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A central authority (usually a government or international body) sets a limit or cap on the amount of a pollutant that can be emitted. Companies or other groups are issued emission permits and are required to hold an equivalent number of allowances (or credits) which represent the right to emit a specific amount. The total amount of allowances and credits cannot exceed the cap, limiting total emissions to that level. Companies that need to increase their emissions must buy credits from those who pollute less. The transfer of allowances is referred to as a trade. In effect, the buyer is paying a charge for polluting, while the seller is being rewarded for having reduced emissions by more than was needed. Thus, in theory, those that can easily reduce emissions most cheaply will do so, achieving the pollution reduction at the lowest possible cost to society.
There are active trading programs in several pollutants. For greenhouse gases the largest is the European Union Emission Trading Scheme. In the United States there is a national market to reduce acid rain and several regional markets in nitrous oxide. Markets for other pollutants tend to be smaller and more localized.
Carbon Trading is sometimes seen as a better approach than a direct carbon tax or direct regulation. By solely aiming at the cap it avoids the consequences and compromises that often accompany those other methods. It can be cheaper, and politically preferable for existing industries because the initial allocation of allowances is often allocated with a grandfathering provision where rights are issued in proportion to historical emissions. In addition, most of the money in the system is spent on environmental activities, and the investment directed at sustainable projects that earn credits in the developing world can contribute to the Millennium Development Goals. Critics of emissions trading point to problems of complexity, monitoring, enforcement, and sometimes dispute the initial allocation methods and cap.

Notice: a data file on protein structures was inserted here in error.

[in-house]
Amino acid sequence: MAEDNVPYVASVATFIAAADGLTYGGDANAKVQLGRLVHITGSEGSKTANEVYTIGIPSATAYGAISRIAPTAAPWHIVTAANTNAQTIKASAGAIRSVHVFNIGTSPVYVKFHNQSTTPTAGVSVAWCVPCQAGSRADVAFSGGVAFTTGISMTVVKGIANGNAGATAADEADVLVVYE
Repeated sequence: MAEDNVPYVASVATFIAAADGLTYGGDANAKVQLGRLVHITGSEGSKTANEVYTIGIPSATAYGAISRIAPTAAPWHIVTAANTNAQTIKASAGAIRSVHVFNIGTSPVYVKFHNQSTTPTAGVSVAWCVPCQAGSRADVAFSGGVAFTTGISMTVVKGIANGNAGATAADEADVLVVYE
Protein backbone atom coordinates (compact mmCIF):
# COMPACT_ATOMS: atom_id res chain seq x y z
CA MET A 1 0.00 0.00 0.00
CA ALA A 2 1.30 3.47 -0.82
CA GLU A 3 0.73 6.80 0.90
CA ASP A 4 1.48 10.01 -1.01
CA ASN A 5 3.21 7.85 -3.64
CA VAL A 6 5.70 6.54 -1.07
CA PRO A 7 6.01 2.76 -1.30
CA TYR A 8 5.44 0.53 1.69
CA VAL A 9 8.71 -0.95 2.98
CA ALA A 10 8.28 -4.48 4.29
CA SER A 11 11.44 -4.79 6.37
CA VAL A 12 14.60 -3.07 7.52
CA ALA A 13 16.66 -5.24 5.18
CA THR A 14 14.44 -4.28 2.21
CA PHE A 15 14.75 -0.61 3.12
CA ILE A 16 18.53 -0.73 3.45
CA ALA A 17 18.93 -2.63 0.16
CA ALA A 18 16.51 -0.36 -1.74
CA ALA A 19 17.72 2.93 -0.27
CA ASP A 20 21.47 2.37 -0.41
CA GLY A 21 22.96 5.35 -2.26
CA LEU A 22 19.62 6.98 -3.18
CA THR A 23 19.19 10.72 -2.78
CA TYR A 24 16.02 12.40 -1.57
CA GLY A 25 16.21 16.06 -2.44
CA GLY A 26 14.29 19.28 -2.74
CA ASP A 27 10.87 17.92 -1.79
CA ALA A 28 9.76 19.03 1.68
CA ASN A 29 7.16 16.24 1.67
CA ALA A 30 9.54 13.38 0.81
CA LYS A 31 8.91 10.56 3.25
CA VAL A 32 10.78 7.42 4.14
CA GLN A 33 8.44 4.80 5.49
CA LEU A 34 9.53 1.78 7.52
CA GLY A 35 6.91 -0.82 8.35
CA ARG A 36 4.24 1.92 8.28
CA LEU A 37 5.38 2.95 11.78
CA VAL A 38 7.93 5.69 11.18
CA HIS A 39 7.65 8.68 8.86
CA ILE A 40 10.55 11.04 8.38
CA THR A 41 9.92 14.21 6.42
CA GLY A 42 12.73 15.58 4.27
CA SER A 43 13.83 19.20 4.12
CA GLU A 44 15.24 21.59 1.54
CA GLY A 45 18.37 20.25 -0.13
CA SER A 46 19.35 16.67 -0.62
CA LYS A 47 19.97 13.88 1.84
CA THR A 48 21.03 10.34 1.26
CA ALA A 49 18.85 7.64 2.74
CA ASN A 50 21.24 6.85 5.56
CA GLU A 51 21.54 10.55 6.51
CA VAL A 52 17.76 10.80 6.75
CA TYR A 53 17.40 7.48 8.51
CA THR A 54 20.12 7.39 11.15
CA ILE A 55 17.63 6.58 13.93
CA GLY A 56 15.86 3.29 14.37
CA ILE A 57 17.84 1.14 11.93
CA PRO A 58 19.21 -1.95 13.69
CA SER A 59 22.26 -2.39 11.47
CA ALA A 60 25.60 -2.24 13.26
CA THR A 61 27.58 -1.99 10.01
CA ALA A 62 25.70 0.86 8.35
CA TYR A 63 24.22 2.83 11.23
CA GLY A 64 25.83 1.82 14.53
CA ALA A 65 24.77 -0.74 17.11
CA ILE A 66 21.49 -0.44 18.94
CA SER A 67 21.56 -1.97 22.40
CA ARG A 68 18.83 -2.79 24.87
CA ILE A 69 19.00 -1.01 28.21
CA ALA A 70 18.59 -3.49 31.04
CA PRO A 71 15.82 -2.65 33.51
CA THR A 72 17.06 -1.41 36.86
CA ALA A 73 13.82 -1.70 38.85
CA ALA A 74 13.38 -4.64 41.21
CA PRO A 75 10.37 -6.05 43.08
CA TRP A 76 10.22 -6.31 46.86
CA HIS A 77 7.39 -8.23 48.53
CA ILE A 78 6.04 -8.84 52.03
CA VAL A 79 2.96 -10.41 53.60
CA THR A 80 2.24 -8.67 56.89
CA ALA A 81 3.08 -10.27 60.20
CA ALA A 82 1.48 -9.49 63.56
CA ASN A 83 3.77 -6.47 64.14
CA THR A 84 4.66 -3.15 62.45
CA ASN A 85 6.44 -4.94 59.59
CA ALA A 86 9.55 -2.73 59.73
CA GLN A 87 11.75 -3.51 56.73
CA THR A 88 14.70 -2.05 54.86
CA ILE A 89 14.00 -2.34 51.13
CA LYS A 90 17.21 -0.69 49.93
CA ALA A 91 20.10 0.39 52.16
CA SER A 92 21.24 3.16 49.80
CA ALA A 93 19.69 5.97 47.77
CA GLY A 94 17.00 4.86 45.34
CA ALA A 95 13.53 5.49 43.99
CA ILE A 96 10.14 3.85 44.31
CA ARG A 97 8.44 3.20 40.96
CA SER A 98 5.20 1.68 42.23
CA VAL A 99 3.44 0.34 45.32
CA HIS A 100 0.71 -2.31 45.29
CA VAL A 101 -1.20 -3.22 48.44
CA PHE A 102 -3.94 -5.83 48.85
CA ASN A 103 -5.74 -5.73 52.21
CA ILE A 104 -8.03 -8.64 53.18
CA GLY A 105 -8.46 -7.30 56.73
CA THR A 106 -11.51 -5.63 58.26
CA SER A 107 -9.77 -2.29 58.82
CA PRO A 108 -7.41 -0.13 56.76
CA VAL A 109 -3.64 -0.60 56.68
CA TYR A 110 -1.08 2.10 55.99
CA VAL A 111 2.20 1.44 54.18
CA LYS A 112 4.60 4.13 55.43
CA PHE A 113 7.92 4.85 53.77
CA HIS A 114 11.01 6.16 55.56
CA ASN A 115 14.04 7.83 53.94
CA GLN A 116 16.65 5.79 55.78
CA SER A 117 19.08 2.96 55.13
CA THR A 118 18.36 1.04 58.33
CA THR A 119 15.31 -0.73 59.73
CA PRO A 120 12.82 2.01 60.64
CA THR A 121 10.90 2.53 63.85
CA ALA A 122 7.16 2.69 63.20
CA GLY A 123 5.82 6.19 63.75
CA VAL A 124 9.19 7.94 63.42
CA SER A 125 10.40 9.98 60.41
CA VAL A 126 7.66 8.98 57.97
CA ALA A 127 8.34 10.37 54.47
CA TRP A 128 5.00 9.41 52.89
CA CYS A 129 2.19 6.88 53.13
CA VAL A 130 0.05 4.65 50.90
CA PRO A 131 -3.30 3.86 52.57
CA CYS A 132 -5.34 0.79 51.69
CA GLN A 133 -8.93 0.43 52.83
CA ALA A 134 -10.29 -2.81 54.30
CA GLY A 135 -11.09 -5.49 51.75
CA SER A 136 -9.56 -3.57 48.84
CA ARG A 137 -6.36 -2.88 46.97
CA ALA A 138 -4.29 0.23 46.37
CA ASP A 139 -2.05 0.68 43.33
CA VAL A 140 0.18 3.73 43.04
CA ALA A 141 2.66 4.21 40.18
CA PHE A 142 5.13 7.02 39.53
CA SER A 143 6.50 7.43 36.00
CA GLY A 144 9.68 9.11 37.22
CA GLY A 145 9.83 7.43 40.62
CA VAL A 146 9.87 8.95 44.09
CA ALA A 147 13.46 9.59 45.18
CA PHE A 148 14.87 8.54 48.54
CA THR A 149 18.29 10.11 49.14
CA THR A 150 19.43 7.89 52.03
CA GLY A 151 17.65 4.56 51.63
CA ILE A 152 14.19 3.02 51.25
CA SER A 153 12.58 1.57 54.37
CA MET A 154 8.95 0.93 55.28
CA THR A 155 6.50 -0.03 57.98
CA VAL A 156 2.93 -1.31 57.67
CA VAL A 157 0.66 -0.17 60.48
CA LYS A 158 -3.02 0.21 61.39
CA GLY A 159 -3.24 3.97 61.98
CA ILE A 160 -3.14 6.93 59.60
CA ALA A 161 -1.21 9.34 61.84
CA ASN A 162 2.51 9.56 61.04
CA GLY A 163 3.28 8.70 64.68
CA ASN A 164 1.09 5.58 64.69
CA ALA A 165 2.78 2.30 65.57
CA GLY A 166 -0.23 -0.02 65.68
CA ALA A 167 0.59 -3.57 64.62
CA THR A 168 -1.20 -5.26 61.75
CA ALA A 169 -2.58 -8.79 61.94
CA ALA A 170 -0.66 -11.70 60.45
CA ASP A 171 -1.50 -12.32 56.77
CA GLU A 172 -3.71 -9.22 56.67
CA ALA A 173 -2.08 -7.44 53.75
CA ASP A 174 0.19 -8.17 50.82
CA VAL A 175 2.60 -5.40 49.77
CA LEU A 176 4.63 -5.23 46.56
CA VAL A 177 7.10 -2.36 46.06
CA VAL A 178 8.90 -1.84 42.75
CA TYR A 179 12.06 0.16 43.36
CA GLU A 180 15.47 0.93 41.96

The overall goal of an emissions trading plan is to reduce emission. The cap is usually lowered over time - aiming towards a national emissions reduction target. In other systems a portion of all traded credits must be retired, causing a net reduction in emissions each time a trade occurs. In many cap and trade systems, organizations which do not pollute may also participate, thus environmental groups can purchase and retire allowances or credits and hence drive up the price of the remainder according to the law of demand. Corporations can also prematurely retire allowances by donating them to a nonprofit entity and then be eligible for a tax deduction. Allowances are accounted for in the balance sheet of the company as intangible assets, as recommended by the IAS 38 issued by IASB.
Because emissions trading uses markets to determine how to deal with the problem of pollution, it is often touted as an example of effective free market environmentalism. While the cap is usually set by a political process, individual companies are free to choose how or if they will reduce their emissions. In theory, firms will choose the least-cost way to comply with the pollution regulation, creating incentives that reduce the cost of achieving a pollution reduction goal.
Emissions trading principles are based on proposals by the Technocracy movement of the 1930's. Technocracy proposed a system of Energy Accounting, or emissions trading, to promote balanced and harmonious development throughout the world.
Cap & trade versus baseline & credit